The task of Word Sense Disambiguation (WSD) consists of associating words in context with their most suitable entry in a pre-defined sense inventory. The de-facto sense inventory for English in WSD is WordNet. For example, given the word “mouse” and the following sentence:
“A mouse consists of an object held in one's hand, with one or more buttons.”
we would assign “mouse” with its electronic device sense (the 4th sense in the WordNet sense inventory).
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Contextual word representations, typically trained on unstructured, unlabeled text, do not contain any explicit grounding to real world entities and are often unable to remember facts about those entities.
Then, these models were evaluated on the word sense disambiguation task.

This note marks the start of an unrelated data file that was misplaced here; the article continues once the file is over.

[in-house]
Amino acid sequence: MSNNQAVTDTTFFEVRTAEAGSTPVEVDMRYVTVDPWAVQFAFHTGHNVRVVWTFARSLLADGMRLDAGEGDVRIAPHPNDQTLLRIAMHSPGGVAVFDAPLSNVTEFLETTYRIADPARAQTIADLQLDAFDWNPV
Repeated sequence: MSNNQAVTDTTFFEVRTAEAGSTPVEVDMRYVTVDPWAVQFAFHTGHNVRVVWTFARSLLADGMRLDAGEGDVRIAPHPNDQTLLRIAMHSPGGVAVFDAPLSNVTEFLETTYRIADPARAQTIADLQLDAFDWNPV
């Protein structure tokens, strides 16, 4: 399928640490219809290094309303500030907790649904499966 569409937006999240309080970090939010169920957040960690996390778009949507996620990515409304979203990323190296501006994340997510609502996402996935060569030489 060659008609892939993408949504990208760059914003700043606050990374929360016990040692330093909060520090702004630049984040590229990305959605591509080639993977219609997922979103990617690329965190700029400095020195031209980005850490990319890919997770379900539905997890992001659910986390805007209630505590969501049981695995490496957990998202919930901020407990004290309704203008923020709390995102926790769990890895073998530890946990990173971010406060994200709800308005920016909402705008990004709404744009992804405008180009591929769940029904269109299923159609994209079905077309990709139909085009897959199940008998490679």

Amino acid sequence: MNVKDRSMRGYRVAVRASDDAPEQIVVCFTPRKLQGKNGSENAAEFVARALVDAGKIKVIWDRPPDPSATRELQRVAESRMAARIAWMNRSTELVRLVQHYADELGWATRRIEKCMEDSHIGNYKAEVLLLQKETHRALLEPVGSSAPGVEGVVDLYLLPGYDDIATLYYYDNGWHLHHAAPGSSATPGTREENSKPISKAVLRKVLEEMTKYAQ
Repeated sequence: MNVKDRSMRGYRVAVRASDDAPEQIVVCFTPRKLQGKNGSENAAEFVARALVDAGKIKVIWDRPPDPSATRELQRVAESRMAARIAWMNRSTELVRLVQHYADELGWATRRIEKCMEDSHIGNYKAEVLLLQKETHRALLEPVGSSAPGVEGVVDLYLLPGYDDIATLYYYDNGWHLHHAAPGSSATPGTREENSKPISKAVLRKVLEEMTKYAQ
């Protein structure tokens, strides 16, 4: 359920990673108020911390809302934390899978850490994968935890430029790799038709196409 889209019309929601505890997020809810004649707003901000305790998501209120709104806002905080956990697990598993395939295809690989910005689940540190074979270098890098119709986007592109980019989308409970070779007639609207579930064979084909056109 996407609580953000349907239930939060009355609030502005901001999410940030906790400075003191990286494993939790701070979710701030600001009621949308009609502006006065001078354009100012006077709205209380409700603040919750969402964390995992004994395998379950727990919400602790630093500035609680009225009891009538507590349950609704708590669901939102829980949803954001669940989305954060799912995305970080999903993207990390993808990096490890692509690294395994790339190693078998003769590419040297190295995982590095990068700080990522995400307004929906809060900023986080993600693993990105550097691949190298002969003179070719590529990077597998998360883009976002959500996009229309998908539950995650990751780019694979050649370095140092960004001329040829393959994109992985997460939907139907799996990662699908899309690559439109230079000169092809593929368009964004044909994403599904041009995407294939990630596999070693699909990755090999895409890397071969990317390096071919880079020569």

This work is a study of the impact of multiple aspects in a classic unsupervised word sense disambiguation algorithm.
Word Sense Disambiguation (WSD) aims to find the exact sense of an ambiguous word in a particular context.
In this paper, we presented a WSD system that uses LDA topics for semantic expansion of document words.
Corpora curated by experts have sustained Natural Language Processing mainly in English, but the expensiveness of corpora creation is a barrier for the development in further languages.
We outperform knowledge-based WSD methods by up to 25% F1-score and produce a new state-of-the-art on the German sense-annotated dataset WebCAGe.
The well-known problem of knowledge acquisition is one of the biggest issues in Word Sense Disambiguation (WSD), where annotated data are still scarce in English and almost absent in other languages.
Graph measures, such as node distances, are inefficient to compute.